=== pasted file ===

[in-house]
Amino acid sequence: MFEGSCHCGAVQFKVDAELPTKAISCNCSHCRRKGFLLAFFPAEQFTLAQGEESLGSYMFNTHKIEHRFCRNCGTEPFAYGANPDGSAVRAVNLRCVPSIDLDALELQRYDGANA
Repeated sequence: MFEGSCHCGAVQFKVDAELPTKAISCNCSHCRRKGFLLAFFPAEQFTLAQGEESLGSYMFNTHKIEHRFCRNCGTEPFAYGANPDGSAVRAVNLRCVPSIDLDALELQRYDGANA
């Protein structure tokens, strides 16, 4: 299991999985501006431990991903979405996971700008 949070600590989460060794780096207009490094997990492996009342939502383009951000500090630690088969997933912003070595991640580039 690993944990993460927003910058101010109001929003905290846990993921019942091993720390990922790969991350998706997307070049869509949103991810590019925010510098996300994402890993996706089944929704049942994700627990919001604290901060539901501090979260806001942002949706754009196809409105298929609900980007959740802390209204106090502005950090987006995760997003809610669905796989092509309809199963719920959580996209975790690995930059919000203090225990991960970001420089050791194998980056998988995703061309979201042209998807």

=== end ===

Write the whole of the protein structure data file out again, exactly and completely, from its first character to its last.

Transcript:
[in-house]
Amino acid sequence: MFEGSCHCGAVQFKVDAELPTKAISCNCSHCRRKGFLLAFFPAEQFTLAQGEESLGSYMFNTHKIEHRFCRNCGTEPFAYGANPDGSAVRAVNLRCVPSIDLDALELQRYDGANA
Repeated sequence: MFEGSCHCGAVQFKVDAELPTKAISCNCSHCRRKGFLLAFFPAEQFTLAQGEESLGSYMFNTHKIEHRFCRNCGTEPFAYGANPDGSAVRAVNLRCVPSIDLDALELQRYDGANA
């Protein structure tokens, strides 16, 4: 299991999985501006431990991903979405996971700008 949070600590989460060794780096207009490094997990492996009342939502383009951000500090630690088969997933912003070595991640580039 690993944990993460927003910058101010109001929003905290846990993921019942091993720390990922790969991350998706997307070049869509949103991810590019925010510098996300994402890993996706089944929704049942994700627990919001604290901060539901501090979260806001942002949706754009196809409105298929609900980007959740802390209204106090502005950090987006995760997003809610669905796989092509309809199963719920959580996209975790690995930059919000203090225990991960970001420089050791194998980056998988995703061309979201042209998807």